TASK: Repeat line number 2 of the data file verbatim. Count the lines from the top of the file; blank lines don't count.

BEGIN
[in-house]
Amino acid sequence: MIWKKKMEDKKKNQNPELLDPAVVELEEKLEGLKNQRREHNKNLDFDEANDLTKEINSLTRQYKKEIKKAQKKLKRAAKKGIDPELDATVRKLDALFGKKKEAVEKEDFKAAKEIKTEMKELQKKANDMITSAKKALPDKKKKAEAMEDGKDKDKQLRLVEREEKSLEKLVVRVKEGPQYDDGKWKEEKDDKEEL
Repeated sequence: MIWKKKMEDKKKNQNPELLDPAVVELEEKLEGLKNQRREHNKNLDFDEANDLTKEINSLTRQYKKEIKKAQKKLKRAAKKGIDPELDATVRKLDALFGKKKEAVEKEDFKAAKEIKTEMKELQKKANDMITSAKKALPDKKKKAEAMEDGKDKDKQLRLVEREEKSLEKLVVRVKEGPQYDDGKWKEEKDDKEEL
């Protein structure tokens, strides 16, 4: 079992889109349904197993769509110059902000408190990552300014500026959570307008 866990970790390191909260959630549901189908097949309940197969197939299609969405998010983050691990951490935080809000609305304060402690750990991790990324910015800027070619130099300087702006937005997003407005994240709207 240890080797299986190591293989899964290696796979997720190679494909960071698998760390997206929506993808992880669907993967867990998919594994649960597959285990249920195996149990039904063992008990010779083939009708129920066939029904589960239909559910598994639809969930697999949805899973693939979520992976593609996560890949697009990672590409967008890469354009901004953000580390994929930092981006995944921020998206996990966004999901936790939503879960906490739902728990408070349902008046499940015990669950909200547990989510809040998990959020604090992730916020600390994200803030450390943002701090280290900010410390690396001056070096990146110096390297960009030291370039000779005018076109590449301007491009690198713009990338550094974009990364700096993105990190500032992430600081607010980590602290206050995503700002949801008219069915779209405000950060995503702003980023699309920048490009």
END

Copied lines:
Amino acid sequence: MIWKKKMEDKKKNQNPELLDPAVVELEEKLEGLKNQRREHNKNLDFDEANDLTKEINSLTRQYKKEIKKAQKKLKRAAKKGIDPELDATVRKLDALFGKKKEAVEKEDFKAAKEIKTEMKELQKKANDMITSAKKALPDKKKKAEAMEDGKDKDKQLRLVEREEKSLEKLVVRVKEGPQYDDGKWKEEKDDKEEL